he Water Institute attended the Our Ocean Wealth Summit 2018 and Trade Show to demonstrate some of our current marine based projects.Chloe Richards is an MSc student who is working
he Water Institute attended the Our Ocean Wealth Summit 2018 and Trade Show to demonstrate some of our current marine based projects.
Chloe Richards is an MSc student who is working on marine inspired design for antifouling technology who will be showing her deployment frame which will be used in the Galway and Dublin Bay. Her project focuses on overcoming the challenges that biofouling presents in the marine environment. The goal of the project is to use structures and textures found in nature to combat the accumulation of biofouling organisms. She hopes to be able to develop a novel antifouling coating which will be less biocidal than currently available options. Find out more by clicking here.
Martin Nolan is a researcher who is a part of the MONITOOL Interreg project will also be in attendance. The project is based upon Directive 2013/39/EU relating to priority metals in the field of water policy. These include cadmium, nickel and lead. The MONITOOL project aims to define and outline suitable Environmental Quality Standards (EQS) to allow for the use of Diffusive Gradient in Thin Film (DGT) passive samplers for the monitoring of these metals. Find out more by clicking here.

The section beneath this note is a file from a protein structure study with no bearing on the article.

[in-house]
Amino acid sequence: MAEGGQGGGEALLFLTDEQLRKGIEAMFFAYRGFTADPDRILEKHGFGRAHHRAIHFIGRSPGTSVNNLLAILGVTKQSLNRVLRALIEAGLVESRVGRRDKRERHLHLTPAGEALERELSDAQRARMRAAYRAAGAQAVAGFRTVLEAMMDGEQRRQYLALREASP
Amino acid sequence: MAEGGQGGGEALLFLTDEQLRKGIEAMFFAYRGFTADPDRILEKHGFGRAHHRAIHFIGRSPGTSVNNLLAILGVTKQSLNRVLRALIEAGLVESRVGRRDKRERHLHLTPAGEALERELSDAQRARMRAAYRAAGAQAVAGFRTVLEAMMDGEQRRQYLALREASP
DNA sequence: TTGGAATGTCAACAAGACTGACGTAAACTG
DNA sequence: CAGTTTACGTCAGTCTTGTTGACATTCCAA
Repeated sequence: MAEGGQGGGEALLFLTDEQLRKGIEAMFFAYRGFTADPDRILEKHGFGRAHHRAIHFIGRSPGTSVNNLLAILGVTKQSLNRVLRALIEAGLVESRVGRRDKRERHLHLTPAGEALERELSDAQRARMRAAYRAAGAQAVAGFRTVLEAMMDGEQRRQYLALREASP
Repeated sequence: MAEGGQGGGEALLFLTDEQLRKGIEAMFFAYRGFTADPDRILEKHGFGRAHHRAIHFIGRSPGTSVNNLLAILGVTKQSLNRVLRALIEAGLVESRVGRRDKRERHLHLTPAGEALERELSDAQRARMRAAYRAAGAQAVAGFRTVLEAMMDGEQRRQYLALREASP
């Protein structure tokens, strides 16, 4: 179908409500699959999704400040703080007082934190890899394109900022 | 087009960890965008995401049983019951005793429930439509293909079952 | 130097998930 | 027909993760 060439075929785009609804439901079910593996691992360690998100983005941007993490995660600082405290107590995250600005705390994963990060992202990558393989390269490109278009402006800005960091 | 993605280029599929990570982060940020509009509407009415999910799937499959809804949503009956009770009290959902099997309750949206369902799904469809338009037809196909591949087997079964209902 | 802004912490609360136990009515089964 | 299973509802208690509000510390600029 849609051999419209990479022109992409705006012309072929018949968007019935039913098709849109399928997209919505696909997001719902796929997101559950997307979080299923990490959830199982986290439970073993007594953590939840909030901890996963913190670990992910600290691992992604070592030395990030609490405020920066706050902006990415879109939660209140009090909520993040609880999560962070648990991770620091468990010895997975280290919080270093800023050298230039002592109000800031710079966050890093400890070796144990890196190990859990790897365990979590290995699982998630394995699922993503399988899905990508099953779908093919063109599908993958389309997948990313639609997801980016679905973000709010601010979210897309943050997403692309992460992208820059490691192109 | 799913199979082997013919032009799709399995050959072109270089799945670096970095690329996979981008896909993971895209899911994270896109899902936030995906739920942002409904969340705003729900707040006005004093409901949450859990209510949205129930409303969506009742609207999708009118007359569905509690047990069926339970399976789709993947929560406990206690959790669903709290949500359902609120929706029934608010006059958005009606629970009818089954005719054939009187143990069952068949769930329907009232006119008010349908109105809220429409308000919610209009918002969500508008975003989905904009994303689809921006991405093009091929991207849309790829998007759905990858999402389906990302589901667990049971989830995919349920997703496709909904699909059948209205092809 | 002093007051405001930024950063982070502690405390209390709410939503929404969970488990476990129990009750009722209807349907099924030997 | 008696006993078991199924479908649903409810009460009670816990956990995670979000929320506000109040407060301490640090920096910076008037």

Management and conservation of fish species requires knowledge of their distribution. Traditionally this is done by visual detection and counting. Molly Williams aims to develop a novel biosensor which would detect environmental DNA (eDNA) from a water sample. DNA was chosen as the target for the biosensor due to the high potential selectivity and sensitivity. The method Molly is developing allows for on-site monitoring without direct interaction with the fish, reducing potential harm to the valuable species. Find out more by clicking here.
The MARine environmental in situ Assessment and monitoring tool BOX is an FP7 EU-funded project tasked with the development of multiple analytical devices which could form a neural network for marine-based in-situ sensing of chemical and biological pollutants using novel biosensors. DCU WI’s Dr. Jenny Lawler and Ivan Maquire developed microfluidic disks capable of detecting toxins in water samples. This TOXISENSE sensor can be seen at our stand at Seafest 2018. To find out more about the MARIABOX project click here.
Thank you to the Marine Institute and all other organisers for the amazing event. We hope to attend next year.
All Day (Wednesday)